How to build a community (e)
Here for your delectation are just a couple of my most recent dating experiences:
Story #1: A long-held grudge.
He contacts me on bearwww.com. He’s a big bearded muscle-bear. He’s pretty hot. He tells me that he’s spending his holidays near to my place in the mountains with an eclectic bunch of arty friends and that they are, between them, doing up a tumbledown farmhouse.
He gives me his number, and I call him, and we chat about our careers (he’s a musician) and dating, and believe it or not, we talk about how crazy it is out there.
He invites me to come over and meet the guys in the farmhouse one evening, and because he’s friendly and clever, and because there are few opportunities to socialise up here, and ok, yes, because he’s pretty sexy, I agree.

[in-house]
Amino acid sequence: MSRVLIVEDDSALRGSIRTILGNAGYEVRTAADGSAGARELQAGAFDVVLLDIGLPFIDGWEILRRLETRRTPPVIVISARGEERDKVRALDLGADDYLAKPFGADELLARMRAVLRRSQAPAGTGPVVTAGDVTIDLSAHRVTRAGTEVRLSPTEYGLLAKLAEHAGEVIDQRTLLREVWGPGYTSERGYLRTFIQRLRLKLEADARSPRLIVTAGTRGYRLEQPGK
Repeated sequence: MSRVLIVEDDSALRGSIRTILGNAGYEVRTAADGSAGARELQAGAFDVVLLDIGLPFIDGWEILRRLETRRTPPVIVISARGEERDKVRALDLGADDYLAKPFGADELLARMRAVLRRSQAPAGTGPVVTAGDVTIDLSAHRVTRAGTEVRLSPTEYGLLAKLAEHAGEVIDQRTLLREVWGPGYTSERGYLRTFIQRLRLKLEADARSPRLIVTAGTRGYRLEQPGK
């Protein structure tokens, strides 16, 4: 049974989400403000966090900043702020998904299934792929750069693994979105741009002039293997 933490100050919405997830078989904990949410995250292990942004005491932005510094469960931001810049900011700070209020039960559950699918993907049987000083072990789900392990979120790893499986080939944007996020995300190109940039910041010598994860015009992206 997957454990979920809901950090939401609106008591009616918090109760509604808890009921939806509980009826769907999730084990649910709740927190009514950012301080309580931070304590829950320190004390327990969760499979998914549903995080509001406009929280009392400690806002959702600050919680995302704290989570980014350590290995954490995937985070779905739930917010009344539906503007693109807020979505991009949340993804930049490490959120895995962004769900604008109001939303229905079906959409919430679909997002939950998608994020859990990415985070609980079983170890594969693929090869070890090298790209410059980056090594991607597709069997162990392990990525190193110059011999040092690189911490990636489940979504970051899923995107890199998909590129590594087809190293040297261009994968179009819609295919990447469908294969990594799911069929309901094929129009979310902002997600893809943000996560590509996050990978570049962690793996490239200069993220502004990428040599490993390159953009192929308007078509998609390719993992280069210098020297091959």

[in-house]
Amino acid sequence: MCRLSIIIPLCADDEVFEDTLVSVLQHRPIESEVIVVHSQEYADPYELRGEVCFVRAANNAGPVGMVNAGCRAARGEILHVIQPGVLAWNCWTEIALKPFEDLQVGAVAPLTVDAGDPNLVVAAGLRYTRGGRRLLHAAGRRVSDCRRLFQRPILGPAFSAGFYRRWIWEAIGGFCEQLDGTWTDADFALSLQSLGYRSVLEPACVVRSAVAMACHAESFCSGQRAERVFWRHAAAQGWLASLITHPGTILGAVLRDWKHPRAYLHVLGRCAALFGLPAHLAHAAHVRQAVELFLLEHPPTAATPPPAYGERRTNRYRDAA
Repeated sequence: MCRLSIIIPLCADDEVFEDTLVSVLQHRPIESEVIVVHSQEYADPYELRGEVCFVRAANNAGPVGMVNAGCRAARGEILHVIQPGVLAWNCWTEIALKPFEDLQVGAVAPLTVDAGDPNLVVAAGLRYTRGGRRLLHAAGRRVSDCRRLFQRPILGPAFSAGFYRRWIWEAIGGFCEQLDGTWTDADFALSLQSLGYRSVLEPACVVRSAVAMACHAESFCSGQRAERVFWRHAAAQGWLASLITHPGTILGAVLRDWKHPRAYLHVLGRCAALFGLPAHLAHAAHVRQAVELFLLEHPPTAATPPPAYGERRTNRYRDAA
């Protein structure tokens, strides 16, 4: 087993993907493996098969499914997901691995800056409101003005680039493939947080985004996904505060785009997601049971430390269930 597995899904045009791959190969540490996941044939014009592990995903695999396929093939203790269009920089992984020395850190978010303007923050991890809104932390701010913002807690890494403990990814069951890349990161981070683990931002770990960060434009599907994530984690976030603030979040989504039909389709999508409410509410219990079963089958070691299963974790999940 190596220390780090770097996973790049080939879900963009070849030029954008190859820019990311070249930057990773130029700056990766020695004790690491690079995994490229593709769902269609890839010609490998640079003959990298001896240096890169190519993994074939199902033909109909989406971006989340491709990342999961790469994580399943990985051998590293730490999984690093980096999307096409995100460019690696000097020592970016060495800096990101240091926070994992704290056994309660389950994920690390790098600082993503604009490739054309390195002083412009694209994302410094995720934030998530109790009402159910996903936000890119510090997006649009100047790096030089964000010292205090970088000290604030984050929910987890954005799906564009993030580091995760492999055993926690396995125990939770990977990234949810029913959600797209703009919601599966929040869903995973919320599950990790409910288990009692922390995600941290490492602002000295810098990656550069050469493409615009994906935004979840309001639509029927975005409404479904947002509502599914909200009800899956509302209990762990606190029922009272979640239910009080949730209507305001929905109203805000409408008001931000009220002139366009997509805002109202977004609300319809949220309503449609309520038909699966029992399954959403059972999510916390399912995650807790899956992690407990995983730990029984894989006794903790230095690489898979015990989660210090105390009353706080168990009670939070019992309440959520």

After we finish our half-hour chat I look at the map but can’t find the village he mentioned, so I phone him back again, and he explains where it is and then says (the conversation was in French), “So great, bring a slab of beef for the barbecue and a bottle of wine and I’m sure we’ll all have a great evening.”
“Thanks,” I say, “but it probably won’t be beef. I’ve been vegetarian for twenty-five years.”
“Yeah, well, you Germans always are.”
“Oh, I’m not German. I’m English.”
I frowned at my phone for a while, and then tried to call him back, but he was clearly now not accepting my calls.
Intrigued as much as anything, I went back online to see if I could find him.
“Just out of interest,” I typed. “Is it vegetarians that you don’t like, or the English?”
Came the reply, “Vegetarianism is a pathetic luxury of the bourgeois rich in the West, and the English are bastards: you burnt our Joan of Arc.” (And I’m not making this up!)
“Are you winding me up?”
“Go fuck yourself.”